Here is an emerging (draft) conceptual framework.
In order to create a high performing, learning-focused 1to1 initiative, this is where to move the needle:
- Leadership skilled at building a high level of buy-in with educators, students and parents/community
- Leadership skilled at effectively managing large-scale school change
- PD designed to effectively support teachers’ successfully changing classroom practice
- Teachers focusing technology on learning more than devices & tools
- Students meaningfully engaged – mentally and physically
- Technology in support of learning
Notes & Resources:
Leadership for change that builds a high level of buy-in with educators, students and parents/community
- We often think (incorrectly) that when our initiatives stall or we can’t get to where we want to be with an initiative, the problem is not enough information and we share resources and more training with our teachers. I believe, instead, the problem is that we have not nurtured sufficient buy-in for the program, so we need a different set of strategies if leaders are to successfully overcome this challenge
- Building Buy-In: Shared Vision
- Building Buy-In: Shared Leadership
- Building Buy-In: Branding & Buzz
- Public schools aren’t good at marketing. They have rarely had to do it in the past; the really prestigious private schools are much better at it. But in this era of competing for shrinking resources, and needing to make some fairly substantial changes, schools need to focus on Branding and Buzz. Branding and Buzz includes naming the initiative, stating your case, communicating with your community and beyond, telling your stories, presenting your evidence, and dealing with controversy.
- Burning Platform – Why should the school and community change? What’s your most compelling reason? Is it some local community need? Is it that, looking at test scores, your schools are working for too few students? Is it the changing economy? This is your burning platform; that driving reason for change that educators and community can rally around.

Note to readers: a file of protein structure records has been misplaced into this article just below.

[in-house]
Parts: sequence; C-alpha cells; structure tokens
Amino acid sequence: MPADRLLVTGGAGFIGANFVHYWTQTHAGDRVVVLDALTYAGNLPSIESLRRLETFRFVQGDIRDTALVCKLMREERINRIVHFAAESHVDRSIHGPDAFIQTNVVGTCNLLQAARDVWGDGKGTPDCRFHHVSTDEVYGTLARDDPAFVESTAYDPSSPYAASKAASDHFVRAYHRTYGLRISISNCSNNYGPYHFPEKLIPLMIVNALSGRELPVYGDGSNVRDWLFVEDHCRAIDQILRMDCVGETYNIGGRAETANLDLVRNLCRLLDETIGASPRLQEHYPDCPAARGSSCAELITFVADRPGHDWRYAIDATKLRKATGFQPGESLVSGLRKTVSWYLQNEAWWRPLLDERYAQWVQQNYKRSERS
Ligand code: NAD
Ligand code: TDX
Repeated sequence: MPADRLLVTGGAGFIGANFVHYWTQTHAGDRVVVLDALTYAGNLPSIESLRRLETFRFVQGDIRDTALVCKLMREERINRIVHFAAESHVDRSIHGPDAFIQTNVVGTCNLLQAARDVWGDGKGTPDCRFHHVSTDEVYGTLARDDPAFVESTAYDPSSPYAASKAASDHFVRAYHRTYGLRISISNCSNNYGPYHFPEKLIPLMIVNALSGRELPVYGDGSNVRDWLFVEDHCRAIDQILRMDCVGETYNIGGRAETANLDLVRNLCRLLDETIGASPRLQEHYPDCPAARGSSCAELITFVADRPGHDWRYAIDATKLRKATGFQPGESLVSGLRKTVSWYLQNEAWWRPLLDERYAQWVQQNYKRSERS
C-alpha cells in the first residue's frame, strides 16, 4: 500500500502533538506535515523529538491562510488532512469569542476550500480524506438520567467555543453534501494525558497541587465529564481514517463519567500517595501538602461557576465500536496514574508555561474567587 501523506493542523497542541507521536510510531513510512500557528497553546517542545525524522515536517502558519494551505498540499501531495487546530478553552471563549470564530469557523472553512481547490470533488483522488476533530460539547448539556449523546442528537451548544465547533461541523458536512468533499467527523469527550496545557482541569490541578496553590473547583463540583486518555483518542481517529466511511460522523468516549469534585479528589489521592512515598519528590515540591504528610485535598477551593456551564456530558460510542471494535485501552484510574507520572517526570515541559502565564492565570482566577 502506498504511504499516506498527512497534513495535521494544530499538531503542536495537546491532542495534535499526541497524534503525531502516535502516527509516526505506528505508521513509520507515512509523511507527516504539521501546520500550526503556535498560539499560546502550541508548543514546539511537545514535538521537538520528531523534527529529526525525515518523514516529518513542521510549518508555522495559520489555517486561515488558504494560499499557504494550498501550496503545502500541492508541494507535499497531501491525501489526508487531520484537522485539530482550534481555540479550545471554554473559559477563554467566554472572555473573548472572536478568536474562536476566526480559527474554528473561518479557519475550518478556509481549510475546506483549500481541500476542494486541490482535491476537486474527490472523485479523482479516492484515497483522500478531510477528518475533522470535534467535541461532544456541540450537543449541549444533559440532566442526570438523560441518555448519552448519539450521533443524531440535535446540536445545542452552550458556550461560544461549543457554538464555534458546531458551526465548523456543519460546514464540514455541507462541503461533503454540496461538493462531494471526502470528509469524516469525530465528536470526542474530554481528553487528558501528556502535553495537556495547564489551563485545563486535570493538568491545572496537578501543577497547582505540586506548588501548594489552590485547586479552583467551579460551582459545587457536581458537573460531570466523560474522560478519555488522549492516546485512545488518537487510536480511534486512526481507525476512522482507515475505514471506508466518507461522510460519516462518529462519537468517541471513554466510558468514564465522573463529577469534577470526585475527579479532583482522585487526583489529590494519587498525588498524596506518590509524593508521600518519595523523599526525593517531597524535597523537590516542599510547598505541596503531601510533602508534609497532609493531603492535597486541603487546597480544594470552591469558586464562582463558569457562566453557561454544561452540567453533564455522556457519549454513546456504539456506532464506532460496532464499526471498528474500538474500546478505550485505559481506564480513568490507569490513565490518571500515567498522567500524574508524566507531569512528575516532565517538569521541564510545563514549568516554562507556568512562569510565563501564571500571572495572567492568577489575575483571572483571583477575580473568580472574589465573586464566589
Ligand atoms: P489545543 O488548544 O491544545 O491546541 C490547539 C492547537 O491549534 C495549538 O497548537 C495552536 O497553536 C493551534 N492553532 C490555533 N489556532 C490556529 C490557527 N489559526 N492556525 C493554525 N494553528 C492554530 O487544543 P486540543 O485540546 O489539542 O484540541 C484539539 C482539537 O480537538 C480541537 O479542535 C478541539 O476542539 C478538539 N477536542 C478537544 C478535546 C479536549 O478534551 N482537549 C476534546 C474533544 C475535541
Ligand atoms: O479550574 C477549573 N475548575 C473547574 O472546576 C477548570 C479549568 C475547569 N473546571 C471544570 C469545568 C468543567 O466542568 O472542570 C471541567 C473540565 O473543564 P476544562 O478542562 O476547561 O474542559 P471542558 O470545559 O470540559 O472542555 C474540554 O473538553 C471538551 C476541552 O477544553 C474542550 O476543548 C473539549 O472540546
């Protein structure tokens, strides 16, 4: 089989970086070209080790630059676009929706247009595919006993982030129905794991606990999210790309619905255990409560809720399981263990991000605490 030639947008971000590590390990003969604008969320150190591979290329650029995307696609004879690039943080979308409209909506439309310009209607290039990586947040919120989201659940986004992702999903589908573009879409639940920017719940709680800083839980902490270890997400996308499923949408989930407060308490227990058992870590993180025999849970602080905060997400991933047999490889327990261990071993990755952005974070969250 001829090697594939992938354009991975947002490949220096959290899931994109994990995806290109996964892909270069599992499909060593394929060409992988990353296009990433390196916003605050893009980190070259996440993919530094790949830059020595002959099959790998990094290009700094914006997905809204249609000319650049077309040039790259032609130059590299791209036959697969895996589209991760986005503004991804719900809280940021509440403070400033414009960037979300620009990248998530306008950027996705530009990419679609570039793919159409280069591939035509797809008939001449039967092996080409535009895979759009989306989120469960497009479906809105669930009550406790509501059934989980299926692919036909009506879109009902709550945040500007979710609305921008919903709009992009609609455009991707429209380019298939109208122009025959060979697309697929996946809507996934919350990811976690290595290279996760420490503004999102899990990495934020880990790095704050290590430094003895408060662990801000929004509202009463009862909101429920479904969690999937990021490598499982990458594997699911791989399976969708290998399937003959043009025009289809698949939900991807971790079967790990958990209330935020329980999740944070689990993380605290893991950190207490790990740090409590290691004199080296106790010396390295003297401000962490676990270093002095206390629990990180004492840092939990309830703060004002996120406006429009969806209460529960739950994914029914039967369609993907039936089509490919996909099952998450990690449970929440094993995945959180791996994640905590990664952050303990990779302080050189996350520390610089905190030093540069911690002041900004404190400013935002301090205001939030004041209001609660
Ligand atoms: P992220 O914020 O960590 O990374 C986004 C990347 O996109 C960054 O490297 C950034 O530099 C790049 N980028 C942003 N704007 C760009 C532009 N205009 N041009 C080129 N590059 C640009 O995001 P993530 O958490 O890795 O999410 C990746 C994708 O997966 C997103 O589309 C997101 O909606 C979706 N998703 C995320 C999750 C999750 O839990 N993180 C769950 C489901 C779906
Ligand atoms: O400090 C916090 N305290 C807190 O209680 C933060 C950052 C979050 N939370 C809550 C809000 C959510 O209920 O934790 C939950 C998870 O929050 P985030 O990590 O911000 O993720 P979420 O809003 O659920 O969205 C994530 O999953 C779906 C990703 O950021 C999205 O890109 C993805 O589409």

Leadership for change that successfully manages that change (especially implementing learning through technology at a high level)
- Managing Change: Positive Pressure & Support
- Managing Change: Helping staff address hopes and fears
- Leaders having strategies to help validate and support the emotional realities of large-scale school change, but not let them unduly interfere with making the change
- Managing Change: Knowing how to support a diverse staff
- Managing Change: Knowing how to define success and if “it” is working (smart use of data for planning, formative feedback, and program evaluation)
- Deliberately and proactively defining success (more in terms of learning than of technology)
- Metrics primarily focused on Learning-centered outcomes (e.g. – learning progress, level of proficiency, behavior, attendance, engagement, pedagogical practices)
- Technology metrics are used to establish foundational levels of an implementation (tech access, connectivity, etc.), but with caution toward not inadvertently giving too much power to the tech over learning (e.g. – measure teacher basic tech skills as a foundational piece of a teachers increasing their pedagogical skill, not as a separate technology practice – teachers being able to make videos as a foundational piece of helping students demonstrate what they know or of digital storytelling, not as a separate competency)
- Leveraging data-based planning tools designed around a high-quality conceptual framework
PD designed to effectively support teachers’ successfully changing classroom practice
- Proficiency-based professional development
- Make the professional learning and change manageable by phasing in the work
Teachers focusing technology on learning more than devices & tools
- The Professional Learning Buckets for Teachers
- Teaching technology skills, but in a way that doesn’t get in the way of focusing on the learning targets the technology is supposed to support learning
Students meaningfully engaged – mentally and physically
- Creating the Conditions so Students cone be Self Motivated
- Add to those 5 conditions a 6th strategy: Continuous Improvement and Formative Feedback
Technology in support of learning
- Pedagogy and Instruction are at the center of ed tech conversations (e.g. “What instructional practices will help my students reach proficiency on these learning targets, and what technology tools would help me implement those pedagogies? – think TPCK with Pedagogy being the driver)
- Think “Learning Resources” or “Learning Objects” or “tools,” not “content.” “Content” is a term from the publishing field that, although technically accurate, inadvertently promotes the ongoing mistake of ignoring pedagogy and equating having access to content as learning. Digital content is a PDF of the Common Core. Online courses, instructional videos, apps, and e-books are all learning resources.
- Tech support focuses on helping teachers reach these pedagogical goals and decisions related to caring for and protecting “the stuff” don’t interfere with reaching the learning goals for technology use.
Note: this draft conceptual framework has as it’s roots the MLTI Success Strategies shared in the early years of MLTI (and some have found still apply today!)